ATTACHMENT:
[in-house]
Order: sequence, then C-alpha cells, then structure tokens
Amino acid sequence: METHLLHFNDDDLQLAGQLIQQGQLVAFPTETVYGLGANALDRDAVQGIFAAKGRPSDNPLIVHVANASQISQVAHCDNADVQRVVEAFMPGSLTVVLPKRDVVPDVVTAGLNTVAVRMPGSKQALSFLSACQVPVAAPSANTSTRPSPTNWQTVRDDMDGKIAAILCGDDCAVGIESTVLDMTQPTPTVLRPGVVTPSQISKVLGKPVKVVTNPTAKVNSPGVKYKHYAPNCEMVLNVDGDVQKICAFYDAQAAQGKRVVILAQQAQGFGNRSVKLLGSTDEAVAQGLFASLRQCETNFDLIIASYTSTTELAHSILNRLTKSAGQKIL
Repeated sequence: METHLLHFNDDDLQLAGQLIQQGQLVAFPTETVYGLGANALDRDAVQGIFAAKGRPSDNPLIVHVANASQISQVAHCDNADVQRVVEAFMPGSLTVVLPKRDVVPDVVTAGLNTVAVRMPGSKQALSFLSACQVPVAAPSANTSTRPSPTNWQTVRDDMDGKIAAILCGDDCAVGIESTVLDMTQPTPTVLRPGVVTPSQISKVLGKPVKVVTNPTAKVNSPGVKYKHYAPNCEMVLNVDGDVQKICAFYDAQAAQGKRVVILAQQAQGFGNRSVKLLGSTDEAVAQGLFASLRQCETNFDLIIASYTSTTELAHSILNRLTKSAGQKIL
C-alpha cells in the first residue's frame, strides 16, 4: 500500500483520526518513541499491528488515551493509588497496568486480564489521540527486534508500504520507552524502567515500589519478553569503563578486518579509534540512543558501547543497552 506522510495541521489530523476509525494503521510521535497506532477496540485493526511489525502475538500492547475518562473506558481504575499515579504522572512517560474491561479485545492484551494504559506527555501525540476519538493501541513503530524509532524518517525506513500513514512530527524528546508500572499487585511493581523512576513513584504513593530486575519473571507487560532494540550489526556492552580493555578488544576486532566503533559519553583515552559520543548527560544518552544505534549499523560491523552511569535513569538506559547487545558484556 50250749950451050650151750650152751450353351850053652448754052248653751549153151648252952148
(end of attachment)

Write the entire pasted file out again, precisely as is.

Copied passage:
[in-house]
Order: sequence, then C-alpha cells, then structure tokens
Amino acid sequence: METHLLHFNDDDLQLAGQLIQQGQLVAFPTETVYGLGANALDRDAVQGIFAAKGRPSDNPLIVHVANASQISQVAHCDNADVQRVVEAFMPGSLTVVLPKRDVVPDVVTAGLNTVAVRMPGSKQALSFLSACQVPVAAPSANTSTRPSPTNWQTVRDDMDGKIAAILCGDDCAVGIESTVLDMTQPTPTVLRPGVVTPSQISKVLGKPVKVVTNPTAKVNSPGVKYKHYAPNCEMVLNVDGDVQKICAFYDAQAAQGKRVVILAQQAQGFGNRSVKLLGSTDEAVAQGLFASLRQCETNFDLIIASYTSTTELAHSILNRLTKSAGQKIL
Repeated sequence: METHLLHFNDDDLQLAGQLIQQGQLVAFPTETVYGLGANALDRDAVQGIFAAKGRPSDNPLIVHVANASQISQVAHCDNADVQRVVEAFMPGSLTVVLPKRDVVPDVVTAGLNTVAVRMPGSKQALSFLSACQVPVAAPSANTSTRPSPTNWQTVRDDMDGKIAAILCGDDCAVGIESTVLDMTQPTPTVLRPGVVTPSQISKVLGKPVKVVTNPTAKVNSPGVKYKHYAPNCEMVLNVDGDVQKICAFYDAQAAQGKRVVILAQQAQGFGNRSVKLLGSTDEAVAQGLFASLRQCETNFDLIIASYTSTTELAHSILNRLTKSAGQKIL
C-alpha cells in the first residue's frame, strides 16, 4: 500500500483520526518513541499491528488515551493509588497496568486480564489521540527486534508500504520507552524502567515500589519478553569503563578486518579509534540512543558501547543497552 506522510495541521489530523476509525494503521510521535497506532477496540485493526511489525502475538500492547475518562473506558481504575499515579504522572512517560474491561479485545492484551494504559506527555501525540476519538493501541513503530524509532524518517525506513500513514512530527524528546508500572499487585511493581523512576513513584504513593530486575519473571507487560532494540550489526556492552580493555578488544576486532566503533559519553583515552559520543548527560544518552544505534549499523560491523552511569535513569538506559547487545558484556 50250749950451050650151750650152751450353351850053652448754052248653751549153151648252952148